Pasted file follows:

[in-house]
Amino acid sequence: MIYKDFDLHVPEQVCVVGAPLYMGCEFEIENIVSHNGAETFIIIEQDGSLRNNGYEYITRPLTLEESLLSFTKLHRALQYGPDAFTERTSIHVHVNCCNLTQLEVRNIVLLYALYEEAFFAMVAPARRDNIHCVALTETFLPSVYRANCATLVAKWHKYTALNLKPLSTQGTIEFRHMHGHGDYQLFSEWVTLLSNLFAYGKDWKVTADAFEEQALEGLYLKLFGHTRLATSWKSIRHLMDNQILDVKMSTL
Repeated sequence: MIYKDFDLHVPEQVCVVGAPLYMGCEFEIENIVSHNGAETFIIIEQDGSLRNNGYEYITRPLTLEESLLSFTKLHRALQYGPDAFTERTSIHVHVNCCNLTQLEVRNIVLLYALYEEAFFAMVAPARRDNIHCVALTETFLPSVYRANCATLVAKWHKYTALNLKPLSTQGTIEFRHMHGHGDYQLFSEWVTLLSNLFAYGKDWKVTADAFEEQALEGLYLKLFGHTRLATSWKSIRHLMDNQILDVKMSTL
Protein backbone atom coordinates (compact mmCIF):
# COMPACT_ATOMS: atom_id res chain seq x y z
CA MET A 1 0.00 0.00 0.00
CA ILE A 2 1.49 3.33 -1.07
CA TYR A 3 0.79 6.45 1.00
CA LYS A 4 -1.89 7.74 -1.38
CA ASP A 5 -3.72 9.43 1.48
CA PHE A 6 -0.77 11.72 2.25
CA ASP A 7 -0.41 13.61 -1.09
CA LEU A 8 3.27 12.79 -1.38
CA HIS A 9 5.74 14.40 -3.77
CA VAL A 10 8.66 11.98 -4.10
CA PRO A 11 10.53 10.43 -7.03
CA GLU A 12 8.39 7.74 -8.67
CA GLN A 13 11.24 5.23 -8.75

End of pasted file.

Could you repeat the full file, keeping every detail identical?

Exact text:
[in-house]
Amino acid sequence: MIYKDFDLHVPEQVCVVGAPLYMGCEFEIENIVSHNGAETFIIIEQDGSLRNNGYEYITRPLTLEESLLSFTKLHRALQYGPDAFTERTSIHVHVNCCNLTQLEVRNIVLLYALYEEAFFAMVAPARRDNIHCVALTETFLPSVYRANCATLVAKWHKYTALNLKPLSTQGTIEFRHMHGHGDYQLFSEWVTLLSNLFAYGKDWKVTADAFEEQALEGLYLKLFGHTRLATSWKSIRHLMDNQILDVKMSTL
Repeated sequence: MIYKDFDLHVPEQVCVVGAPLYMGCEFEIENIVSHNGAETFIIIEQDGSLRNNGYEYITRPLTLEESLLSFTKLHRALQYGPDAFTERTSIHVHVNCCNLTQLEVRNIVLLYALYEEAFFAMVAPARRDNIHCVALTETFLPSVYRANCATLVAKWHKYTALNLKPLSTQGTIEFRHMHGHGDYQLFSEWVTLLSNLFAYGKDWKVTADAFEEQALEGLYLKLFGHTRLATSWKSIRHLMDNQILDVKMSTL
Protein backbone atom coordinates (compact mmCIF):
# COMPACT_ATOMS: atom_id res chain seq x y z
CA MET A 1 0.00 0.00 0.00
CA ILE A 2 1.49 3.33 -1.07
CA TYR A 3 0.79 6.45 1.00
CA LYS A 4 -1.89 7.74 -1.38
CA ASP A 5 -3.72 9.43 1.48
CA PHE A 6 -0.77 11.72 2.25
CA ASP A 7 -0.41 13.61 -1.09
CA LEU A 8 3.27 12.79 -1.38
CA HIS A 9 5.74 14.40 -3.77
CA VAL A 10 8.66 11.98 -4.10
CA PRO A 11 10.53 10.43 -7.03
CA GLU A 12 8.39 7.74 -8.67
CA GLN A 13 11.24 5.23 -8.75